However, significant concerns have been raised recently about the nature of the research collaborations between developed and developing economies. The concerns pivot on whether the relationship is exploitative. Are the collaborators from developing economies equal partners in the research, or are they logistical support, as in the case of the Bajau Laut study? Improving research capacity in developing economies needs to be realistic about the challenges and the structural deficits. There needs to be mutual respect. And it needs to be resilient to foreseeable and unforeseeable shocks.
Around 10-years ago, the Wellcome Trust funded a project to establish a virtual institute for interdisciplinary research of infectious diseases of poverty in four countries (five institutions) in West Africa. Two developed economy institutions provided support. Nigeria and Mali had Boko Haram insurgencies during the project, and Côte d’Ivoire had a coup. Unfortunately, these external shocks are not atypical examples of the challenges of research capacity strengthening.
Political upheaval notwithstanding, the North-South-South (NSS) approach taken in developing the virtual institute was promising. The project networked developing economy institutions with some developed economy institutions, and it focused on the institutes, not on individual researcher capacity—which is easily lost. It is more holistic and looks to the development of infrastructure, governance, and human capital. Because the approach is based on a multilateral partnership, there are opportunities for mutual support within and between institutions and individual researchers. Governance developments in one institution can be replicated and adapted in another. Depending on the nature of the research, infrastructure can also be shared, such as cloud computing and gene sequencers.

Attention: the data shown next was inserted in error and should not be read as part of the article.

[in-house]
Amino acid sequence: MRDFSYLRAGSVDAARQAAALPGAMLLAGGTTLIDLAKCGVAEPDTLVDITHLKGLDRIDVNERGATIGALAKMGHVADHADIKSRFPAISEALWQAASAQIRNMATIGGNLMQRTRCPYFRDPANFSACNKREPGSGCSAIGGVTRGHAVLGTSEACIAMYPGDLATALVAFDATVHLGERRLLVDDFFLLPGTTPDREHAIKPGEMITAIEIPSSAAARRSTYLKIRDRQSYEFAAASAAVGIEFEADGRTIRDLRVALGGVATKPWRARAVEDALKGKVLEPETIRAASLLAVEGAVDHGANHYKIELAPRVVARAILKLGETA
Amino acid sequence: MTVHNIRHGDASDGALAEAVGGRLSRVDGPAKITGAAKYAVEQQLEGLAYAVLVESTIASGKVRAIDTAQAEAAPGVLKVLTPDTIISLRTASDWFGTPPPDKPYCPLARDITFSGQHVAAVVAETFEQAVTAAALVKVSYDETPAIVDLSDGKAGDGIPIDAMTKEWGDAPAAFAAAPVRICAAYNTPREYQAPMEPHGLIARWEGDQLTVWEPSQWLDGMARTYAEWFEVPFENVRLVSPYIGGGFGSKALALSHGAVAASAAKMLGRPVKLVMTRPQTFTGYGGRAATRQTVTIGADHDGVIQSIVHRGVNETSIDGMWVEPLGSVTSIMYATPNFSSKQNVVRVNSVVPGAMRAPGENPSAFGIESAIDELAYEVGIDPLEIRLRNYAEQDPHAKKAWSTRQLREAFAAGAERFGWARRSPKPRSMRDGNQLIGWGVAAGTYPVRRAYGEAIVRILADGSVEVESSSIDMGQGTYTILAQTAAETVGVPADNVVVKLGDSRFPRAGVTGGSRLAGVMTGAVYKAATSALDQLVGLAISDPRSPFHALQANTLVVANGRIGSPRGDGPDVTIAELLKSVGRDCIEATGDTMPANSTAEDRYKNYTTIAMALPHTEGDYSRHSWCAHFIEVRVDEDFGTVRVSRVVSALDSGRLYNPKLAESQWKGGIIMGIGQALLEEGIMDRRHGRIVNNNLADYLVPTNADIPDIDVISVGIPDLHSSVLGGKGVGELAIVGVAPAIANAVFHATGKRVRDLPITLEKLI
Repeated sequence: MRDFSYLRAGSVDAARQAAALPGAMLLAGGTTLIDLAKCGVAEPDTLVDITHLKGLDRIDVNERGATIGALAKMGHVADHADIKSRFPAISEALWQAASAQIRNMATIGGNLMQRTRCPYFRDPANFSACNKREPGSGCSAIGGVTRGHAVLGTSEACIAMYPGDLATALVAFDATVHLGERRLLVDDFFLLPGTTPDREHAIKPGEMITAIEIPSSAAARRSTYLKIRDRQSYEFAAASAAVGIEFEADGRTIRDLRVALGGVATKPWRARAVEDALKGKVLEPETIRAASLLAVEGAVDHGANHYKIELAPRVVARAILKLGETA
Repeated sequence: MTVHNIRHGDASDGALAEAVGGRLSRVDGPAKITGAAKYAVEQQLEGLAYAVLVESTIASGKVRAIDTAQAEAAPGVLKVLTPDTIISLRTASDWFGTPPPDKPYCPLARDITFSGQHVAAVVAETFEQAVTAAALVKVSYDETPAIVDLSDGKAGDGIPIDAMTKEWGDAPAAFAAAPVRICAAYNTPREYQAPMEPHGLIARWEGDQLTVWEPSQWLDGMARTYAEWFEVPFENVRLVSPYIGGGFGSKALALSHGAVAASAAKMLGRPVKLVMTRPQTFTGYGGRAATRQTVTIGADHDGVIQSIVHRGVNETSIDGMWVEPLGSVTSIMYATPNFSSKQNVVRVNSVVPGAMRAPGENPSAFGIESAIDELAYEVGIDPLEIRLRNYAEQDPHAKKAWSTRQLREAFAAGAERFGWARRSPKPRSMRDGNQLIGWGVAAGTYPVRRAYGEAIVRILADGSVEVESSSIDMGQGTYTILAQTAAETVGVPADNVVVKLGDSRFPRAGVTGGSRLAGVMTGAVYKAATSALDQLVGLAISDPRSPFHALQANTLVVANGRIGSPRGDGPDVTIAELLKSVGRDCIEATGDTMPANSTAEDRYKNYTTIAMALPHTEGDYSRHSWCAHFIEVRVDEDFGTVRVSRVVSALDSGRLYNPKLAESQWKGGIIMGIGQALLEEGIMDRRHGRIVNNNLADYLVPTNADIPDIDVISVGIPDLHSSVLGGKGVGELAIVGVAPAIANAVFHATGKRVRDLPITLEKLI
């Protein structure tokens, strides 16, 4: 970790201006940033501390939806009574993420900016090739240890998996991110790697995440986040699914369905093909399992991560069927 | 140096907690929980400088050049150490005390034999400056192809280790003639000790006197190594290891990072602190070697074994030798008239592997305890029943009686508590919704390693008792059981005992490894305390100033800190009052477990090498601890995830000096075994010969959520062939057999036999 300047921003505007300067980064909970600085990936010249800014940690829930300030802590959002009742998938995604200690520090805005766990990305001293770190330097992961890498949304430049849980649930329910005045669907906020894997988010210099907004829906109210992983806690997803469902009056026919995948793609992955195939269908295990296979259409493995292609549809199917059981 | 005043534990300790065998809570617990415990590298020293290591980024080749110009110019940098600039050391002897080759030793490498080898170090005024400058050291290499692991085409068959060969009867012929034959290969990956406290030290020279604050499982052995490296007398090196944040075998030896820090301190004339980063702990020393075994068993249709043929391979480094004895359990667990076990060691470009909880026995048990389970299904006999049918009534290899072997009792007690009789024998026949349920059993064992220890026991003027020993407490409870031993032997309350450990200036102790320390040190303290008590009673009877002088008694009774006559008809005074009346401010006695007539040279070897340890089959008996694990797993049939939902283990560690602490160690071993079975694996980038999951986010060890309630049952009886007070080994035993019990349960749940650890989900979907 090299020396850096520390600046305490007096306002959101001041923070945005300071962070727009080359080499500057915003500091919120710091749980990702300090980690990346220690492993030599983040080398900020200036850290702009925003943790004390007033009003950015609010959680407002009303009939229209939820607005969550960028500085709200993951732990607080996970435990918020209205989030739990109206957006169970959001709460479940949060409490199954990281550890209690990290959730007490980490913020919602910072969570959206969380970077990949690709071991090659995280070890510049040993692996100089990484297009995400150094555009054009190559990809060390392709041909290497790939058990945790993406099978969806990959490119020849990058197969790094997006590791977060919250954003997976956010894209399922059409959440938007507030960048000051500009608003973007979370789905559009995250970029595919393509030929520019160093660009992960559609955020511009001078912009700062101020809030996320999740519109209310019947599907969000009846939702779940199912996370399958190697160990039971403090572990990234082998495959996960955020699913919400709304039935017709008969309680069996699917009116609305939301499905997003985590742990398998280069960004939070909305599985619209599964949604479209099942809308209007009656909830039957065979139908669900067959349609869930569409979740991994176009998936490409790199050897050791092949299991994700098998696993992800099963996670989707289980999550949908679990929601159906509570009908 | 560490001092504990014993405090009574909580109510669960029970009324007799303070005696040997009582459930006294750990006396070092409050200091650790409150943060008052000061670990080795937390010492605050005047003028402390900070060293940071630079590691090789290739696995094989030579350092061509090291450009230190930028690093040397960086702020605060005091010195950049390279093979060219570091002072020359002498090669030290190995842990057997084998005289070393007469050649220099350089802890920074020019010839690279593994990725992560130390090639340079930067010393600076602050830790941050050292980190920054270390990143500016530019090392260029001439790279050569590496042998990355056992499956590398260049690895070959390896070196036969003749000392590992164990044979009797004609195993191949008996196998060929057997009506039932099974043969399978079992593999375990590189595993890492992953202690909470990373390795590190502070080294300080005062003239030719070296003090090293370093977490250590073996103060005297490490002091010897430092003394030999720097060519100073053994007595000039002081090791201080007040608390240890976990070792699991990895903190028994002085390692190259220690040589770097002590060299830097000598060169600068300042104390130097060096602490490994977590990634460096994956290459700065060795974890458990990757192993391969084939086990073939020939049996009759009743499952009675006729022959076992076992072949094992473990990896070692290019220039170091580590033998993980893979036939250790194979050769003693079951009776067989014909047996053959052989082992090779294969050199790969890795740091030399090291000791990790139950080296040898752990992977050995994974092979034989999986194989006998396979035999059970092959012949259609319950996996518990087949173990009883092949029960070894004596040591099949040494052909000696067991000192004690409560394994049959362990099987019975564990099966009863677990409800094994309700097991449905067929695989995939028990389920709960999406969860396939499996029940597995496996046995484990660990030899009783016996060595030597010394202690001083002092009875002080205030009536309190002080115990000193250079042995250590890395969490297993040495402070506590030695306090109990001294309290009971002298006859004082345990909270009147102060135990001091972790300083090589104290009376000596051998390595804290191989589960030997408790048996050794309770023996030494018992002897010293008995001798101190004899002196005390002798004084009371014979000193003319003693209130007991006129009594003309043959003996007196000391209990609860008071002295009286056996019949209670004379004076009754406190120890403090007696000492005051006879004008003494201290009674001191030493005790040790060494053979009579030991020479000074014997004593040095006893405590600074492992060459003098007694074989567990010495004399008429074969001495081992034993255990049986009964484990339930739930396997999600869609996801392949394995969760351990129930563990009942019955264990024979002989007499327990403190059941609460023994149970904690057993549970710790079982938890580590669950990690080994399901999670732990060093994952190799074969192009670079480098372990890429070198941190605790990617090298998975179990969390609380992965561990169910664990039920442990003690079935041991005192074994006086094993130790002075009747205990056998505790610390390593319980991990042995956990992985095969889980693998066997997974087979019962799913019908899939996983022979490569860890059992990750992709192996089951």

The Norwegian government uses this approach, as does the World Health Organization, albeit in a slightly different form. The NSS approach also stands in marked contrast to supporting one-off projects or funding individual research degrees. The NSS PhD training is based in the developing economy institutions with support from the developed economy institutions in the network, including support from supervisors in the developing economies institutions. The approach simultaneously builds the developing economies’ supervisory capacity and decreases the likelihood of brain drain. The research is also driven by the relevance of the research to the developing economies and utilises technology that is available.
It is not possible to mandate mutual respect. Developed economy institutions that have been successful over the past half-century in the traditional engagement models — “send your brightest and we will train them”, or “here’s some money, send the data” — may find changes in the status quo unappealing. However, there is no doubt that the NSS approach requires a different mindset, particularly in the institutions of the global north. The research capacity needs of the global south are enormous. The traditional approaches can not meet the needs because they do not scale. New global north institutional players will be needed, and they won’t have the baggage of past practice to weigh them down.